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|Paynesville Press - July 4, 2001|
City beach opens, but no lifeguards are on duty
With temperatures soaring in the 90s last week, area residents headed to the city beach on Lake Koronis to cool off. As usual, teenagers laid out in the sun and visited with friends on the raft, and young children jumped off the docks or played in the sand. |
While swimming at the beach was popular on hot days last week, the public needs to remember that lifeguards are not on duty this summer.
The only thing different at the beach this year is no lifeguards are on duty. Because of a lack of lifeguards, the city decided in January not to hire lifeguards this summer.
Signs are posted in the parking lot and on the beach warning parents and swimmers that no lifeguards are on duty.
Ron Mergen, interim city administrator, said the city hasn't received any complaints about the lack of lifeguards.
A public beach has been located in this bay for at least 70 years. At one time the beach was located north of Van's Beach Store. Over a quarter of a century ago, the city purchased the land on the other side of the resort where the beach and park are now located.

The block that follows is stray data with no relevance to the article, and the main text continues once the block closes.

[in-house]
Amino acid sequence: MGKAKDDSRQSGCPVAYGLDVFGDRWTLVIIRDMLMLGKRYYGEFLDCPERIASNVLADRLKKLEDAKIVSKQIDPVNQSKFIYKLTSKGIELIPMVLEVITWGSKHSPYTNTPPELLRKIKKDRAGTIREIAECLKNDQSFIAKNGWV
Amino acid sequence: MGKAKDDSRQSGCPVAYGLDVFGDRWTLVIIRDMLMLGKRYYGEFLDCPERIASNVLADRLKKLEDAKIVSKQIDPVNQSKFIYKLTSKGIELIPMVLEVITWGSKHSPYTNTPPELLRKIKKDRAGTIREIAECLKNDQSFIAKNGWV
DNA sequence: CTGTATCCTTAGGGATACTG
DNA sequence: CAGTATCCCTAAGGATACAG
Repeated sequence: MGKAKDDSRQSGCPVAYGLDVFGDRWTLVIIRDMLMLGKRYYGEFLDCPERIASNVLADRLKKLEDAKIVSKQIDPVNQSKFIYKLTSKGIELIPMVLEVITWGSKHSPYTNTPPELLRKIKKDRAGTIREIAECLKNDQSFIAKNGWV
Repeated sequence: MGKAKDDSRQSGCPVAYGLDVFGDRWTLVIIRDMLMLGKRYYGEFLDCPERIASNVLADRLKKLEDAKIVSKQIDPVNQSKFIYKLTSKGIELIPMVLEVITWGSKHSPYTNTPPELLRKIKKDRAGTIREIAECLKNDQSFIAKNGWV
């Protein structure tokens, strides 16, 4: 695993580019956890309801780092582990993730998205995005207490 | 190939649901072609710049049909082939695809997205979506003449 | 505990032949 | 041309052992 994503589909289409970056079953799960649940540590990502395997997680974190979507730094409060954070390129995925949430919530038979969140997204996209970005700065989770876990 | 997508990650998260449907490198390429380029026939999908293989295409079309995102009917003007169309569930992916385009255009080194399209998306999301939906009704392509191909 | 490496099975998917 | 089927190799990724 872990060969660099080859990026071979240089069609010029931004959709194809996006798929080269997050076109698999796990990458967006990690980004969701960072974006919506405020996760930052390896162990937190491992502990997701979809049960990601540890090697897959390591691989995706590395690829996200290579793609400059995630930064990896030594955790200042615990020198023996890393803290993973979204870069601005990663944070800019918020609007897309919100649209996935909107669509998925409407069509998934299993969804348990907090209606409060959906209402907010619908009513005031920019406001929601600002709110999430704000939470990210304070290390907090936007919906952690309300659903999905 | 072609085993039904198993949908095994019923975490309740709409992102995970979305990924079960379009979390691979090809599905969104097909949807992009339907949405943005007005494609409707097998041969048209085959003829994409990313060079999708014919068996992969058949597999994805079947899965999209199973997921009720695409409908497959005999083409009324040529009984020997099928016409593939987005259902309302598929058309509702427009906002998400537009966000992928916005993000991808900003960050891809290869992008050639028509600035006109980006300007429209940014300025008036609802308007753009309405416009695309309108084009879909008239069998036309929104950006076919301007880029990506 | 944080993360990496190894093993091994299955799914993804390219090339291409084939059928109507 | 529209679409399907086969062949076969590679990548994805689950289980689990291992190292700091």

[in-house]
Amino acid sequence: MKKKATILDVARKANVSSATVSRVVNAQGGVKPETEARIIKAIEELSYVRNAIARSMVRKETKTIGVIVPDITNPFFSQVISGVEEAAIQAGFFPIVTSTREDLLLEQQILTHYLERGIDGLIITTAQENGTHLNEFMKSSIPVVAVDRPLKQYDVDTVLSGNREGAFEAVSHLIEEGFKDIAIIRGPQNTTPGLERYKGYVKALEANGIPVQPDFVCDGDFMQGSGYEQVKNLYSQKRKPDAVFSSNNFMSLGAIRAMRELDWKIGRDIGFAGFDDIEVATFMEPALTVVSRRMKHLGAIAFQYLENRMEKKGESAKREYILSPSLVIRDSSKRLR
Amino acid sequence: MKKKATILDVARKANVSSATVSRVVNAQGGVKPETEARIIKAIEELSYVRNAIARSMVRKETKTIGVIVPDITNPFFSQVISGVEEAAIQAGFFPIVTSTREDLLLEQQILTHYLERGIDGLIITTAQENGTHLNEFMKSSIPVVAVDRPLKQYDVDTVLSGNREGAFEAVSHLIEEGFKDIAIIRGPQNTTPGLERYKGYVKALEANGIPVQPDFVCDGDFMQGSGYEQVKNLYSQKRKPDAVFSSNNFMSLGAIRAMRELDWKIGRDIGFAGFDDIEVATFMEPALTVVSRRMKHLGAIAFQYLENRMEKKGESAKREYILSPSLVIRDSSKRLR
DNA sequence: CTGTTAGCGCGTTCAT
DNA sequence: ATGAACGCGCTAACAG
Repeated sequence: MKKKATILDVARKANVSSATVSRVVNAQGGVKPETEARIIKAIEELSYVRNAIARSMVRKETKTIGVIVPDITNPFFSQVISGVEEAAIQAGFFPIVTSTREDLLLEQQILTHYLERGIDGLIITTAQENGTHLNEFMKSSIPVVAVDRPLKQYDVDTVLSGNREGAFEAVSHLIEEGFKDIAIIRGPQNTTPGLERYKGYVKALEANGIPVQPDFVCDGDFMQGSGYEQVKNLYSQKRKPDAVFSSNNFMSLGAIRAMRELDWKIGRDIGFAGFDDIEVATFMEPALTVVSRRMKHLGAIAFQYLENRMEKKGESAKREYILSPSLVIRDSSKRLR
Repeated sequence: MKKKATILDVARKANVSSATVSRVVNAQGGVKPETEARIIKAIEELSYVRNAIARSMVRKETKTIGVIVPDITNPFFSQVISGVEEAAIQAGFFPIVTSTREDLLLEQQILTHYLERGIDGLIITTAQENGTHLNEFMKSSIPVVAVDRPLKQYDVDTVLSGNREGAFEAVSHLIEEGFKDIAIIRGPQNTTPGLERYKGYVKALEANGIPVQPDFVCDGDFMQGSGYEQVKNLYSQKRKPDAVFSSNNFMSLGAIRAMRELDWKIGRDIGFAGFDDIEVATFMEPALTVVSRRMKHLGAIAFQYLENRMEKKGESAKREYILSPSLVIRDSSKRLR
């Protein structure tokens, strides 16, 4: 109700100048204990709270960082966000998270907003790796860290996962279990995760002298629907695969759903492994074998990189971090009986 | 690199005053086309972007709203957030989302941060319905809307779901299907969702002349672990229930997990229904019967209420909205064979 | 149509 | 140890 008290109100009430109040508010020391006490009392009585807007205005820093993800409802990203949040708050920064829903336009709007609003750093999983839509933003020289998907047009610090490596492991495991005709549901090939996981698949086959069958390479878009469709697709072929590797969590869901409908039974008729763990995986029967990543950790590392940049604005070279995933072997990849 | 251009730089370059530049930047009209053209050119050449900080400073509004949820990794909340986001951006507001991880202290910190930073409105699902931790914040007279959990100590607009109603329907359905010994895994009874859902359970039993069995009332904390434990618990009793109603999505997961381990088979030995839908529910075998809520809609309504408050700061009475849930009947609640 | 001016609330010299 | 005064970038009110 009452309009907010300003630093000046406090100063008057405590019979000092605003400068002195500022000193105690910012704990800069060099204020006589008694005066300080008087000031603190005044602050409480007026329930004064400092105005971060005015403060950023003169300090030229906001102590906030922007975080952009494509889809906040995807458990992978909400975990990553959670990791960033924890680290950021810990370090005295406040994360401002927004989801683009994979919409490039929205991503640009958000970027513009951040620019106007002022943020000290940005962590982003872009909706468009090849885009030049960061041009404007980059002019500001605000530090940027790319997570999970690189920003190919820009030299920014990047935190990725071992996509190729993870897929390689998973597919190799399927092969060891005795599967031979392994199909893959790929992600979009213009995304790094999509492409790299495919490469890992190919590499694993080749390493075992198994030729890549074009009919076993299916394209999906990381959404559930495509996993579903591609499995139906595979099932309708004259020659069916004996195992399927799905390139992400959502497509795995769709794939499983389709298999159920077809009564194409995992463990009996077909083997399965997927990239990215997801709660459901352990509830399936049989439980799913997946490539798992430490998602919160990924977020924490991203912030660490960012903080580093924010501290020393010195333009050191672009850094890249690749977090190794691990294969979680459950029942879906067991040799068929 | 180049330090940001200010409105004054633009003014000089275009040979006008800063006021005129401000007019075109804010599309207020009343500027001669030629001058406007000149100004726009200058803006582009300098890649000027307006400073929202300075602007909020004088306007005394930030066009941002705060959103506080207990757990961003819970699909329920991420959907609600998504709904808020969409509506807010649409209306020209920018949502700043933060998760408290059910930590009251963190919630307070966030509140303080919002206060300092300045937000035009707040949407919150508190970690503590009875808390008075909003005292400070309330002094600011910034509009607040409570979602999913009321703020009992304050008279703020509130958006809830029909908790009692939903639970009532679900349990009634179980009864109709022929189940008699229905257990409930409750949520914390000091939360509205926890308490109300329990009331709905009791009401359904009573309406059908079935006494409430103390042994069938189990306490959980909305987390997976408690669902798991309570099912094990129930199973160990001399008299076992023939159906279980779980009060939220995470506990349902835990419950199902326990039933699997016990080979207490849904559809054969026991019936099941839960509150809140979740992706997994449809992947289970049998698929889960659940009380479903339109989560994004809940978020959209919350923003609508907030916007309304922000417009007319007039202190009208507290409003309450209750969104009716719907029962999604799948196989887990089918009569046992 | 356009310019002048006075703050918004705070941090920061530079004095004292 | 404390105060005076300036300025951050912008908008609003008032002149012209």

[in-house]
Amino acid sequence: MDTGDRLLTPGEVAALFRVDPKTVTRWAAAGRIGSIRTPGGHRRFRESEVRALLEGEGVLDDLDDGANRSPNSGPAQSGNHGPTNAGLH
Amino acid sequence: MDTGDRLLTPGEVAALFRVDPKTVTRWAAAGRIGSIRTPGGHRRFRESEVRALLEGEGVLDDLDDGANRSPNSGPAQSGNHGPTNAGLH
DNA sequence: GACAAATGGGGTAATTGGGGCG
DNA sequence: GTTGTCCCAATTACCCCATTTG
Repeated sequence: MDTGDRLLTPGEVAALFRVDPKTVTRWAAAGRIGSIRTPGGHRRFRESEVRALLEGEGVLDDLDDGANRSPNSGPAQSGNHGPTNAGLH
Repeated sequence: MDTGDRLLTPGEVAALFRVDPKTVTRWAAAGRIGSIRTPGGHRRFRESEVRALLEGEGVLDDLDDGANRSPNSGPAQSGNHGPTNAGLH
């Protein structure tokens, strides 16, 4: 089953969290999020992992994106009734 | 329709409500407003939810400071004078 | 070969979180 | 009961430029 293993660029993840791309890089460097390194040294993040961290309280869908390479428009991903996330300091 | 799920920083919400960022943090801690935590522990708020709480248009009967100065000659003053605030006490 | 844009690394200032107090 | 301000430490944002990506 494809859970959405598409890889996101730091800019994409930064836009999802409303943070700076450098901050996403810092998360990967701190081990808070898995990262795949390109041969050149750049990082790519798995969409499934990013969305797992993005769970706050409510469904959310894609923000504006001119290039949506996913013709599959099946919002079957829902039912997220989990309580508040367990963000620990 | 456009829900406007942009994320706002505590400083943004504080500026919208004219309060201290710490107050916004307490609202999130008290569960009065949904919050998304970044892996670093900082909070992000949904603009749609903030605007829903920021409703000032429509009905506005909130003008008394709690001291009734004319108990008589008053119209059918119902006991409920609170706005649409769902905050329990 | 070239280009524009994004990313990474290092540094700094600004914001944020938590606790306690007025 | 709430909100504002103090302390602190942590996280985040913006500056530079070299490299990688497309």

Lifeguards, hired by the city, have worked at the beach since at least the early 1950s. Lifeguards taught swimming lessons at Lake Koronis until 1992, when lessons were moved indoors to Rocori High School in Cold Spring.
In a tight labor market, the city could not guarantee hours to lifeguards. Lifeguards lost working time when it rained or if the weather got cold. Many lifeguards held two jobs, making scheduling difficult, Mergen said.
"It's sad that there are no lifeguards at the beach," said Karlene Gray, a mother of two and a former lifeguard at the beach. She can recall when the city had six lifeguards to staff the beach in the late 1980s.
Without lifeguards, Gray would not leave her young children unattended at the beach.
Gloria Dahlke, Paynesville, also won't let her elementary age children swim at the beach without a lifeguard. "It's nice to know that there is somebody there keeping an eye on them," she said. Even when a lifeguard was on duty, she preferred her children to be supervised by an adult as well.
Many parents of teenagers hope their kids are responsible enough to enjoy the beach without a lifeguard on duty. John and Sue Teicher, Paynesville, allow their 16-year-old son to ride his bicycle out to the lake to swim with friends. Sue did say she would feel better about her son being at the lake if a lifeguard were on duty.
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